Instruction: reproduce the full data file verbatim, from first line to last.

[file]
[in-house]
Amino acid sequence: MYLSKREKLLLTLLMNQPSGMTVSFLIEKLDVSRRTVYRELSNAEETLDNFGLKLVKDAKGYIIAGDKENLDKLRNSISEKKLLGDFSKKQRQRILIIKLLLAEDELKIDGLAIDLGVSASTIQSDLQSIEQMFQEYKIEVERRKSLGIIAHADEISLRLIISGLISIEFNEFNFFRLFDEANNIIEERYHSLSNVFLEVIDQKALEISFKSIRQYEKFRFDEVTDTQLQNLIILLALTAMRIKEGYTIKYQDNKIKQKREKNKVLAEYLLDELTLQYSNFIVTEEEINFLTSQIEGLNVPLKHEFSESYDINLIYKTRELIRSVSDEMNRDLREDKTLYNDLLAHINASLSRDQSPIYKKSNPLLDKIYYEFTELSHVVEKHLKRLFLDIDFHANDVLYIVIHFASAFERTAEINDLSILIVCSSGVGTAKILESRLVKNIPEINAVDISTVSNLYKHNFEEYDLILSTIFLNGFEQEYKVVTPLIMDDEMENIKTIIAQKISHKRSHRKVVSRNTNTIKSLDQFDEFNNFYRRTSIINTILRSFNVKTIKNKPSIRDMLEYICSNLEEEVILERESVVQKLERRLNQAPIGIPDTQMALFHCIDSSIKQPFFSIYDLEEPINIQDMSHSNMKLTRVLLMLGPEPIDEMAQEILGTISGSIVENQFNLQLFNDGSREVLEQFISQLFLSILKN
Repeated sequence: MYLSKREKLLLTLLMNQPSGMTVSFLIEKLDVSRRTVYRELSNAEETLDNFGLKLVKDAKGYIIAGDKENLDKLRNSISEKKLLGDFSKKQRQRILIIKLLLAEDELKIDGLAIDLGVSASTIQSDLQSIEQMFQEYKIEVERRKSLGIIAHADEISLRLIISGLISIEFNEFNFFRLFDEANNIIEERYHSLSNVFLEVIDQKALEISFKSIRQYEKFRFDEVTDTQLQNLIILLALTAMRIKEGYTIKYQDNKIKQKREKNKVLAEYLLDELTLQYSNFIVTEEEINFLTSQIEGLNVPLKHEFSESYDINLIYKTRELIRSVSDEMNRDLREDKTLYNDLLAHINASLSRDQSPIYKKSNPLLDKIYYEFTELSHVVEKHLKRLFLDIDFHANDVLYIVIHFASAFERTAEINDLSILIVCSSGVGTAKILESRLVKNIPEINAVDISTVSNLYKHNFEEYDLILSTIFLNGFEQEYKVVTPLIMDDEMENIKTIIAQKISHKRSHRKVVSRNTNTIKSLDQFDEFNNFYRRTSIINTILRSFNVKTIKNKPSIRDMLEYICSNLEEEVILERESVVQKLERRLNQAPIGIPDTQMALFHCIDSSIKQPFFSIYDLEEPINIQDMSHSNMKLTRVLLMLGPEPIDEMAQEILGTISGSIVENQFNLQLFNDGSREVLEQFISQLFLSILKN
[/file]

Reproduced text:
[in-house]
Amino acid sequence: MYLSKREKLLLTLLMNQPSGMTVSFLIEKLDVSRRTVYRELSNAEETLDNFGLKLVKDAKGYIIAGDKENLDKLRNSISEKKLLGDFSKKQRQRILIIKLLLAEDELKIDGLAIDLGVSASTIQSDLQSIEQMFQEYKIEVERRKSLGIIAHADEISLRLIISGLISIEFNEFNFFRLFDEANNIIEERYHSLSNVFLEVIDQKALEISFKSIRQYEKFRFDEVTDTQLQNLIILLALTAMRIKEGYTIKYQDNKIKQKREKNKVLAEYLLDELTLQYSNFIVTEEEINFLTSQIEGLNVPLKHEFSESYDINLIYKTRELIRSVSDEMNRDLREDKTLYNDLLAHINASLSRDQSPIYKKSNPLLDKIYYEFTELSHVVEKHLKRLFLDIDFHANDVLYIVIHFASAFERTAEINDLSILIVCSSGVGTAKILESRLVKNIPEINAVDISTVSNLYKHNFEEYDLILSTIFLNGFEQEYKVVTPLIMDDEMENIKTIIAQKISHKRSHRKVVSRNTNTIKSLDQFDEFNNFYRRTSIINTILRSFNVKTIKNKPSIRDMLEYICSNLEEEVILERESVVQKLERRLNQAPIGIPDTQMALFHCIDSSIKQPFFSIYDLEEPINIQDMSHSNMKLTRVLLMLGPEPIDEMAQEILGTISGSIVENQFNLQLFNDGSREVLEQFISQLFLSILKN
Repeated sequence: MYLSKREKLLLTLLMNQPSGMTVSFLIEKLDVSRRTVYRELSNAEETLDNFGLKLVKDAKGYIIAGDKENLDKLRNSISEKKLLGDFSKKQRQRILIIKLLLAEDELKIDGLAIDLGVSASTIQSDLQSIEQMFQEYKIEVERRKSLGIIAHADEISLRLIISGLISIEFNEFNFFRLFDEANNIIEERYHSLSNVFLEVIDQKALEISFKSIRQYEKFRFDEVTDTQLQNLIILLALTAMRIKEGYTIKYQDNKIKQKREKNKVLAEYLLDELTLQYSNFIVTEEEINFLTSQIEGLNVPLKHEFSESYDINLIYKTRELIRSVSDEMNRDLREDKTLYNDLLAHINASLSRDQSPIYKKSNPLLDKIYYEFTELSHVVEKHLKRLFLDIDFHANDVLYIVIHFASAFERTAEINDLSILIVCSSGVGTAKILESRLVKNIPEINAVDISTVSNLYKHNFEEYDLILSTIFLNGFEQEYKVVTPLIMDDEMENIKTIIAQKISHKRSHRKVVSRNTNTIKSLDQFDEFNNFYRRTSIINTILRSFNVKTIKNKPSIRDMLEYICSNLEEEVILERESVVQKLERRLNQAPIGIPDTQMALFHCIDSSIKQPFFSIYDLEEPINIQDMSHSNMKLTRVLLMLGPEPIDEMAQEILGTISGSIVENQFNLQLFNDGSREVLEQFISQLFLSILKN